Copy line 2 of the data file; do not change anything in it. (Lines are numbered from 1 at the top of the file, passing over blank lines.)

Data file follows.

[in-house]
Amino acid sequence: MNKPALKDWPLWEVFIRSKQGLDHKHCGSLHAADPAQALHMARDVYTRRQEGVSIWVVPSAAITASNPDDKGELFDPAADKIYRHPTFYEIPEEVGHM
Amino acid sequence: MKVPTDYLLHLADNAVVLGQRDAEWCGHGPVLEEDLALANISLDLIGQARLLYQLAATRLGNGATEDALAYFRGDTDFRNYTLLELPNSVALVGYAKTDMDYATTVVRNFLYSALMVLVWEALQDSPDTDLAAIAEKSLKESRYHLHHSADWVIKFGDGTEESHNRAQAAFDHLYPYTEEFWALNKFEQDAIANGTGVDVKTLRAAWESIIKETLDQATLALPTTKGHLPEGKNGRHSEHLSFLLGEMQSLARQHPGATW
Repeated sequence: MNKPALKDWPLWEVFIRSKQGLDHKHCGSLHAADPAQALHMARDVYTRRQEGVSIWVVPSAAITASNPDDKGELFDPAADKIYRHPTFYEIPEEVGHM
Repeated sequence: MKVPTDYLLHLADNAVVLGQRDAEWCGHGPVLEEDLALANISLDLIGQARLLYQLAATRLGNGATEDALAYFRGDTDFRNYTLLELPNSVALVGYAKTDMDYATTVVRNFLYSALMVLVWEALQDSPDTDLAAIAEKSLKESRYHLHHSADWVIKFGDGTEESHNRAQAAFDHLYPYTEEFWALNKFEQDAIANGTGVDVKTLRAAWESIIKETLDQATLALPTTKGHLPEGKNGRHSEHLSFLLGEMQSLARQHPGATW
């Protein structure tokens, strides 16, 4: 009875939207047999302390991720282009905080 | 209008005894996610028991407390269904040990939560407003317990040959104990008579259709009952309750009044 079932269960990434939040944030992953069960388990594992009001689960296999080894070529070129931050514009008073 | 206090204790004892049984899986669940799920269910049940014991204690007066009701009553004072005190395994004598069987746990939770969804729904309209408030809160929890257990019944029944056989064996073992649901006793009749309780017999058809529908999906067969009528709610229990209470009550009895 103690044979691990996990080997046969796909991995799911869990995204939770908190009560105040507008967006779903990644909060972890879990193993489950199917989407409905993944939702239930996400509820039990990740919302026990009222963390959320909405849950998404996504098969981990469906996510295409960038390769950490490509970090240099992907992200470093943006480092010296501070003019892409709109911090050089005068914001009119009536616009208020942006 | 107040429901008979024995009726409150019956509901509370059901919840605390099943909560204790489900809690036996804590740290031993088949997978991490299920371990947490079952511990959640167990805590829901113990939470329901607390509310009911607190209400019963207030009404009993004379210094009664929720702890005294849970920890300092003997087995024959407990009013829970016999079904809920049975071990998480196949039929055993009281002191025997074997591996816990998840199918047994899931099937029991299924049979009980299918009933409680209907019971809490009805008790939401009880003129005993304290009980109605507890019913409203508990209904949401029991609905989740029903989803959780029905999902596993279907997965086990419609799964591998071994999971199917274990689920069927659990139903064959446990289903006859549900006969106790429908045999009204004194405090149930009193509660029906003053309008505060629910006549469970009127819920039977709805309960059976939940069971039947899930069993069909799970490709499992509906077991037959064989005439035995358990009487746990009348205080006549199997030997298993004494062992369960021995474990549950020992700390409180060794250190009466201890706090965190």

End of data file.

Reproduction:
Amino acid sequence: MNKPALKDWPLWEVFIRSKQGLDHKHCGSLHAADPAQALHMARDVYTRRQEGVSIWVVPSAAITASNPDDKGELFDPAADKIYRHPTFYEIPEEVGHM